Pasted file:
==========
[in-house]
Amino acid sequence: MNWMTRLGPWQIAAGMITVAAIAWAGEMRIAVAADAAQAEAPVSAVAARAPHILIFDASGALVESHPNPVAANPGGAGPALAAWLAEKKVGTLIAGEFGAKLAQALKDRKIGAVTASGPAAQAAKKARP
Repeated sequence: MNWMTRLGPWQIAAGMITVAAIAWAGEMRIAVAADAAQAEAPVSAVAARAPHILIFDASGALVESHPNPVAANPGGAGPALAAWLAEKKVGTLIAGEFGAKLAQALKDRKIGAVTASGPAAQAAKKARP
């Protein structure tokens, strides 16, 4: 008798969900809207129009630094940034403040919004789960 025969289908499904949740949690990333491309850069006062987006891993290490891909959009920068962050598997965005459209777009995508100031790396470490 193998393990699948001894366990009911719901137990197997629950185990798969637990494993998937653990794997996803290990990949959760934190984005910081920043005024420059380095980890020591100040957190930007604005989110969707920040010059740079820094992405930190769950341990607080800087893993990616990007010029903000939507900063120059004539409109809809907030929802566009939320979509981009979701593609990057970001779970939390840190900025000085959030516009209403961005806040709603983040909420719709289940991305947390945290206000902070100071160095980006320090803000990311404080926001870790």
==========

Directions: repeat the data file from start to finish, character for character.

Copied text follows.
[in-house]
Amino acid sequence: MNWMTRLGPWQIAAGMITVAAIAWAGEMRIAVAADAAQAEAPVSAVAARAPHILIFDASGALVESHPNPVAANPGGAGPALAAWLAEKKVGTLIAGEFGAKLAQALKDRKIGAVTASGPAAQAAKKARP
Repeated sequence: MNWMTRLGPWQIAAGMITVAAIAWAGEMRIAVAADAAQAEAPVSAVAARAPHILIFDASGALVESHPNPVAANPGGAGPALAAWLAEKKVGTLIAGEFGAKLAQALKDRKIGAVTASGPAAQAAKKARP
């Protein structure tokens, strides 16, 4: 008798969900809207129009630094940034403040919004789960 025969289908499904949740949690990333491309850069006062987006891993290490891909959009920068962050598997965005459209777009995508100031790396470490 193998393990699948001894366990009911719901137990197997629950185990798969637990494993998937653990794997996803290990990949959760934190984005910081920043005024420059380095980890020591100040957190930007604005989110969707920040010059740079820094992405930190769950341990607080800087893993990616990007010029903000939507900063120059004539409109809809907030929802566009939320979509981009979701593609990057970001779970939390840190900025000085959030516009209403961005806040709603983040909420719709289940991305947390945290206000902070100071160095980006320090803000990311404080926001870790």